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Bolton St Catherine's Academy

Bolton St Catherine's Academy

Teaching and Learning


At Bolton St Catherine's Academy we believe that learning is the key that opens the door to a whole life of opportunities and 'life in all its fullness'.

Together. we continually strive for excellent teaching which inspires, motivated and engaged learning.

As such, we acknowledge that we are all learners, and seek to constantly refine our practice in order to better meet the needs of our learners.

BSCA Excellent Teaching Model

Our Excellent Teaching Model gives us a conceptualisation of all the elements of highly effective Teaching & Learning.

At it’s core is the powerful knowledge as defined by our Knowledge curriculum – details of this can be found on the curriculum page. Because we place knowledge at the heart of what we deliver, that affects our pedagogy and how we structure lessons and sequences of lessons so that student’s body of knowledge is growing.

Building on the curriculum are the teacher activities. The blue ring captures all the teacher activities that make up lessons and sequences of lessons and enable new knowledge to be delivered, embedded, assessed and applied. These are not a checklist but an index of excellent practice.

Acting as the ‘brace’ to teacher activities, providing the structure and framework in which excellent teaching can flourish are the Cultural and Instructional Routines. More on these below.

Around the edge of the model are the teacher knowledges that must be constantly developed for teachers to be able to:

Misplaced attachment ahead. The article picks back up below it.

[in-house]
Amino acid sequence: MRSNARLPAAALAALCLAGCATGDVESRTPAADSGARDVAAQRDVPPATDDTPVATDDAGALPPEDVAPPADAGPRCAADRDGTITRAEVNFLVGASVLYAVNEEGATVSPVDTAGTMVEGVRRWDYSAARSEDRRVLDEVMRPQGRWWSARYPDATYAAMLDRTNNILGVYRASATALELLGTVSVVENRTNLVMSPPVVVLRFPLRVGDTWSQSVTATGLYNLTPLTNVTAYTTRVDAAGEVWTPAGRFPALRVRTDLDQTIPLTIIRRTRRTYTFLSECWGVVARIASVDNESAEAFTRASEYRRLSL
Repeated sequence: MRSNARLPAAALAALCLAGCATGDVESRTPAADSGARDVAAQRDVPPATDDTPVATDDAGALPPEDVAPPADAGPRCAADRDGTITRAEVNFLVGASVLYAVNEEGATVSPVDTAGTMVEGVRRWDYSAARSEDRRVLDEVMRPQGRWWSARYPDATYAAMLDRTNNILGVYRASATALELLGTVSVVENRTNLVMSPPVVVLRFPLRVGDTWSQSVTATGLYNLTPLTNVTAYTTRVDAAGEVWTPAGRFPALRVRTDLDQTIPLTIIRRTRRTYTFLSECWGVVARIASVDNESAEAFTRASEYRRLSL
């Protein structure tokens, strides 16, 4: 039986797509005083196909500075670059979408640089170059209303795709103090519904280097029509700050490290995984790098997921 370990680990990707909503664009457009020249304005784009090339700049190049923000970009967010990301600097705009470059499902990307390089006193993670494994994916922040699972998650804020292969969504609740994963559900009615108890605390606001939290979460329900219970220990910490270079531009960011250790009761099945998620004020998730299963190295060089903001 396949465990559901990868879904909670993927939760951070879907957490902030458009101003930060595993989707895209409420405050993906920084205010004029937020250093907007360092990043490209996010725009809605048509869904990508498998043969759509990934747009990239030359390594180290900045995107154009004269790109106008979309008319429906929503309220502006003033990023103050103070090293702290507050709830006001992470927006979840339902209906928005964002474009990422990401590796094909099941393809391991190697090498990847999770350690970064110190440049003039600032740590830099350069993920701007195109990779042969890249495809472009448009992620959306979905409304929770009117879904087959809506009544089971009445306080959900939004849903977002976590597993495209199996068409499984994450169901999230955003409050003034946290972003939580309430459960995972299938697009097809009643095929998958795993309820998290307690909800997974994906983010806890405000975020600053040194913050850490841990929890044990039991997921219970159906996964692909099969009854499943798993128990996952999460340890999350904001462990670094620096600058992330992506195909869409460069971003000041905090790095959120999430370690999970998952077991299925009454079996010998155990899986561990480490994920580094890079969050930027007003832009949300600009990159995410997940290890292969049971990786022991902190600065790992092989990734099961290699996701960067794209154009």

• Plan and deliver well sequenced lessons based on secure subject knowledge
  • Chose the most appropriate methods for delivering the knowledge, based on their understanding of general and subject specific pedagogy
  • Effectively assess what is known and feed that back into planning
  • Meet the needs of the students in their classes, especially those with SEND
  • Build strong, positive relationships that enable students to flourish
  • Reduce extraneous cognitive load when learning
  • Ensure students build useful mental schema

More on Routines

Well established and consistent routines enable teachers to concentrate on teaching, and students to focus their attention on learning, without other distractions. They reduce the variation between classes, establish the minimum expectation and reduce the cognitive load for teachers and children.

We practice and improve these routines through the Instructional Coaching programme, which you can read more about here on our Continuous Professional Development page.

The routines that are worked on across school are our BSCA 20:


BSCA 10 Culture Routines


Meet & 


This routine welcomes students individually into the lesson in a warm and positive way. It also directs students to their ‘do now’ learning activity creating rigour and pace to the beginning of the lesson.


Exit Routine

This routine is giving students explicit instruction about how they should pack away, exit the room and transition to their next lesson or social time.


Cultural Reset

This routine sets out the process of pausing the lesson when students are unfocused and distracted. The routine re-establishes a calm, purposeful and focused classroom environment conducive to classroom rigour.


Signal for Silence

This routine gives students explicit instruction that the teacher needs a quality audience in the room.


In Class Transitions

This routine ensures the movement between stages of lessons are done with pace and purpose – at speed with no fuss.


S2S Language

This routine is about the consistent use of our S2S academy language. The habitual use of this language supports with behaviour management, academic progress and positive framing.